Conversion

In my family’s after-breakfast reading of Wayne Grudem’s Systematic Theology (Grand Rapids, Michigan: Zondervan, 1994), we’re currently reading about salvation. In the past few days we considered Chapter 35, “Conversion (Repentance and Faith),” and I’ll share here some of what we read from it. We preceded our reading of it with reading about common grace, election, and the Gospel call; and we plan to go on to read about regeneration, justification,
adoption, sanctification, perseverance, death, and glorification.

Conversion, the turning from sin to Jesus, includes two elements–turning from sin or repentance and turning to Christ or faith. The two occur together, and I’ll follow Grudem in considering faith first and then repentance.

Saving faith includes more than knowledge or even agreement with the facts of Jesus’ life, death, and resurrection. It also includes trust in him for forgiveness of sins and for eternal life with God. This is shown by John’s saying “whosoever believeth in him” rather than “believeth him” in a passage memorized by me and probably most of you as a child, “For God so loved the world, that he gave his only begotten Son, that whosoever believeth in him should not perish, but have everlasting life” (3:16, KJV; all other Biblical quotations in this post will be from the ESV). Moreover, according to Leon Morris, “believeth in him” could be translated “believeth into him,” indicating that faith “is an activity that takes people right out of themselves and makes them one with Christ” (The Gospel according to John, revised edition, Grand Rapids, Michigan: Eerdmans, 1995, pages 296-97).

Repentance includes more than sorrow for one’s sins. It also includes a decision to forsake them. This is shown by Paul’s telling the Corinthians that he rejoiced because a letter from him (now lost) had grieved them, “not because you were grieved, but because you were grieved into repenting … for godly grief produces a repentance that leads to salvation without regret, whereas worldly grief produces death” (2 Corinthians 7:9-10). Grudem argues that repentance also includes a decision to walk in obedience to Jesus Christ. However I understand that to be an aspect of faith rather than of repentance.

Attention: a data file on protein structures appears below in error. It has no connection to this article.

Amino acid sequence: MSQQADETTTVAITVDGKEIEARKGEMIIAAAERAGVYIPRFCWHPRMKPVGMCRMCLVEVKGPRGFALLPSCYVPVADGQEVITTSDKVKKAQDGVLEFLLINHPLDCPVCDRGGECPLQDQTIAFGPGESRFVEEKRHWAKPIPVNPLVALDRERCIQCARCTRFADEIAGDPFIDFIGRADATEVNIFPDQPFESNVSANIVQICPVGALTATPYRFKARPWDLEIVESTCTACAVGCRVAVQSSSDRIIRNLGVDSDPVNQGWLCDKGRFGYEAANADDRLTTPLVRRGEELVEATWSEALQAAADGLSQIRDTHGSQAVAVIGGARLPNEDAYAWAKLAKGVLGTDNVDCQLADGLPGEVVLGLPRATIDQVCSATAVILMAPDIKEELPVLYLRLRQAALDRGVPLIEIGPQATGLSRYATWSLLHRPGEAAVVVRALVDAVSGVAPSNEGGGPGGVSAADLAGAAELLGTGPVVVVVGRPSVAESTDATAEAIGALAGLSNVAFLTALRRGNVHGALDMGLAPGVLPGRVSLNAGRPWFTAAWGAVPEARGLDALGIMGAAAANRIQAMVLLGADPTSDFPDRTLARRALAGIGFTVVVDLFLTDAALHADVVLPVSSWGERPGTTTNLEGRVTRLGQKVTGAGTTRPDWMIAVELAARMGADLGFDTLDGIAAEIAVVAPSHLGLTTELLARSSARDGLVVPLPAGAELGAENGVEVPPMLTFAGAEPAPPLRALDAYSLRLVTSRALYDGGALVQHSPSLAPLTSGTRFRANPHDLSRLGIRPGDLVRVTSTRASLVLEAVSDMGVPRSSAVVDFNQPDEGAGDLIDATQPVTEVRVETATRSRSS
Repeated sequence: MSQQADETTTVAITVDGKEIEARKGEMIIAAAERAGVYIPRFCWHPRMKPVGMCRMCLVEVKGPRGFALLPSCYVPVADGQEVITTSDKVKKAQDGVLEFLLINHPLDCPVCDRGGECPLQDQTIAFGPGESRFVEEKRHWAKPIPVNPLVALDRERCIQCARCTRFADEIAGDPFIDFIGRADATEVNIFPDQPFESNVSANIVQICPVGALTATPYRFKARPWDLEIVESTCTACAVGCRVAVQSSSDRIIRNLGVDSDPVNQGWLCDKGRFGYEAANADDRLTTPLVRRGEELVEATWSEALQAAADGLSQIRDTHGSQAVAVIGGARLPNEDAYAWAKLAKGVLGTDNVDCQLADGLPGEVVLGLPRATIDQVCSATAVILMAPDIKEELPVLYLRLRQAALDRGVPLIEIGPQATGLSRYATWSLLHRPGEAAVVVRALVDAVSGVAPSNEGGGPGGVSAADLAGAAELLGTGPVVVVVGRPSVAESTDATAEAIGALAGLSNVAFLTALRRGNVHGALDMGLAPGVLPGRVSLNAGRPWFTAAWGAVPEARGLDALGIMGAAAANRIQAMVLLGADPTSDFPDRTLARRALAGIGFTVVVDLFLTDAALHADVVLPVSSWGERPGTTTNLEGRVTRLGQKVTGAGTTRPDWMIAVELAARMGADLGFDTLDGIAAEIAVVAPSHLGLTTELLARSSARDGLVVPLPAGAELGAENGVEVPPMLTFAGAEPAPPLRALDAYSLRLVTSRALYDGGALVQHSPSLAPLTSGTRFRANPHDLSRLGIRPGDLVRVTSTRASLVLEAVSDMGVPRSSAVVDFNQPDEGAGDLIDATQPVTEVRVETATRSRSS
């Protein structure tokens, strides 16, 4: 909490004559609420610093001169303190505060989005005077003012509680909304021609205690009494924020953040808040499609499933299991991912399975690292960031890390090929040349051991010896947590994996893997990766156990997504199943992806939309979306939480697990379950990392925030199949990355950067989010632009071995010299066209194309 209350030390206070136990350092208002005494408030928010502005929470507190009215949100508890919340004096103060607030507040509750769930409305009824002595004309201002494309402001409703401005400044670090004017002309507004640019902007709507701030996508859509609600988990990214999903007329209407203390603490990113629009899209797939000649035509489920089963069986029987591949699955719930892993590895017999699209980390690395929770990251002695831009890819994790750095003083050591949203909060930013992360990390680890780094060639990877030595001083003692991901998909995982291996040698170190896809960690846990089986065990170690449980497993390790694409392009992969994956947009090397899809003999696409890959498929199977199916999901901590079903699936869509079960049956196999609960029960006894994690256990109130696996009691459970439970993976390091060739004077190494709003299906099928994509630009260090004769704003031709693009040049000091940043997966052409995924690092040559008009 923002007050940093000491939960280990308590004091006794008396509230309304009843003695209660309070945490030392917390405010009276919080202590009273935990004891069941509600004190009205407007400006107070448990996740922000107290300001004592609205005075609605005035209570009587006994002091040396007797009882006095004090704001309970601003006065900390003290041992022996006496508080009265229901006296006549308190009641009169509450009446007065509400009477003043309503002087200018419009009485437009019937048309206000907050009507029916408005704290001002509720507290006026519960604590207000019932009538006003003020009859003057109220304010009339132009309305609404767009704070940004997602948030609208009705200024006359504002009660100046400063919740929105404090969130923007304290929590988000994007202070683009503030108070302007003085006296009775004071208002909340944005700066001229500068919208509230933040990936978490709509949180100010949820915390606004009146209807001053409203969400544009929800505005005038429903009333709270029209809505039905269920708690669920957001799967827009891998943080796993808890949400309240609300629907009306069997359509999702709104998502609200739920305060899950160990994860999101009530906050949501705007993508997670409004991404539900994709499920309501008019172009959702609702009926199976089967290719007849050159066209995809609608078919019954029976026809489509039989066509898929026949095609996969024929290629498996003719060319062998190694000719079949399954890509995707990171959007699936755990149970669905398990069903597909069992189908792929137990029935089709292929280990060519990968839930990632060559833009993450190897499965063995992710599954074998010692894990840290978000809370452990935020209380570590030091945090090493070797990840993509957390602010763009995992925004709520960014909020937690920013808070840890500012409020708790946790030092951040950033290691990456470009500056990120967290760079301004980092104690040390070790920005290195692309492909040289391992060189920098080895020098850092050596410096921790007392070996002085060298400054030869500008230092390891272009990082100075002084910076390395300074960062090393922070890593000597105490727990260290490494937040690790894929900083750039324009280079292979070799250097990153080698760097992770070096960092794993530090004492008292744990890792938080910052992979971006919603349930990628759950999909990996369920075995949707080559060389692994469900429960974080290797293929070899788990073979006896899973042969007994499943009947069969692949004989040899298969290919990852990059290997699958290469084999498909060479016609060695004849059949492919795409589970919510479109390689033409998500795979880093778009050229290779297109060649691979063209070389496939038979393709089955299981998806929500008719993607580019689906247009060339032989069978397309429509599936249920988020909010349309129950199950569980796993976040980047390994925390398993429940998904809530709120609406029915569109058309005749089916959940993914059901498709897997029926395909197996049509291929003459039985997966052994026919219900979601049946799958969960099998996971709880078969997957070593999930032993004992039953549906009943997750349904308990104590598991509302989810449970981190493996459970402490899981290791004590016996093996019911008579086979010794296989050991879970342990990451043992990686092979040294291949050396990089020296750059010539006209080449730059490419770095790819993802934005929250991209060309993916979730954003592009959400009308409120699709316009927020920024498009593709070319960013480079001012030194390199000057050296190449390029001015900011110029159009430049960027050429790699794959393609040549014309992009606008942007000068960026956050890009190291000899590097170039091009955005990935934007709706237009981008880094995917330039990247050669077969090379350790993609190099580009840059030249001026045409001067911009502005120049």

Often only faith or repentance is referred to as being necessary for coming to Jesus for salvation. Examples include John 3:16 and 2 Corinthians 7:9-10 quoted above and:
(Faith)
– “Believe in the Lord Jesus, and you will be saved” (Acts 16:31; Paul and Silas to the Philippian jailor).
– “If you confess with your mouth that Jesus is Lord and believe in your heart that God raised him from the dead, you will be saved” (Romans 10:9).
(Repentance)
– “Repent therefore, and turn again, that your sins may be blotted out, that times of refreshing may come from the presence of the Lord” (Acts 3:19; Peter to those who gathered after the healing of the lame man).
– “God exalted him [Jesus] at his right hand as Leader and Savior, to give repentance to Israel and forgiveness of sins” (Acts 5:31; Peter and the apostles when questioned before the Sanhedrin).

However repentance and faith are both involved in conversion, as is shown by Paul’s describing his ministry to the Ephesian elders in his meeting with them on his final journey to Jerusalem as “testifying both to Jews and Gentiles of repentance to God and of faith in our Lord Jesus Christ” (Acts 20:21). Neither comes first; they come together. “When we turn to Jesus for salvation from our sins, we are simultaneously turning away from the sins that we are asking Christ to save us from” (Grudem, page 714; my italics).

Although I have been considering faith and repentance as the two aspects of conversion, they are not confined to it. They should continue throughout our Christian life. This is shown by Jesus’ telling his disciples to pray, “Forgive us our sins” (Luke 11:4), implying that they should continue to exercise repentance, and Paul’s asserting, “The life I now live in the flesh I live by faith in the Son of God” (Galatians 2:20).

My family and I concluded our consideration of the chapter by discussing its application questions (page 718). In our discussion we shared about our first coming to Jesus, the roles that faith and repentance and faith played in our doing so, and the roles that they play in our present lives. I encourage you to think about those subjects regarding yourself after reading this post.

Grudem closes the chapter with Charlotte Eliott’s hymn, “Just As I Am” (1835):

Just as I am, without one plea,
But that Thy blood was shed for me,
And that Thou bidst me come to Thee,
O Lamb of God, I come, I come.

Just as I am, and waiting not
To rid my soul of one dark blot,
To Thee whose blood can cleanse each spot,
O Lamb of God, I come, I come.

Just as I am, though tossed about,
With many a conflict, many a doubt,
Fightings and fears within, without,
O Lamb of God, I come, I come.

Just as I am, poor, wretched, blind;
Sight, riches, healing of the mind.
Yes, all I need, in Thee to find,
O Lamb of God, I come, I come.

Just as I am, Thou wilt receive,
Wilt welcome, pardon, cleanse, relieve;
Because thy promise I believe,
O Lamb of God, I come, I come.

Just as I am, Thy love unknown
Hath broken every barrier down;
Now, to be Thine, yea, Thine alone,
O Lamb of God, I come, I come.

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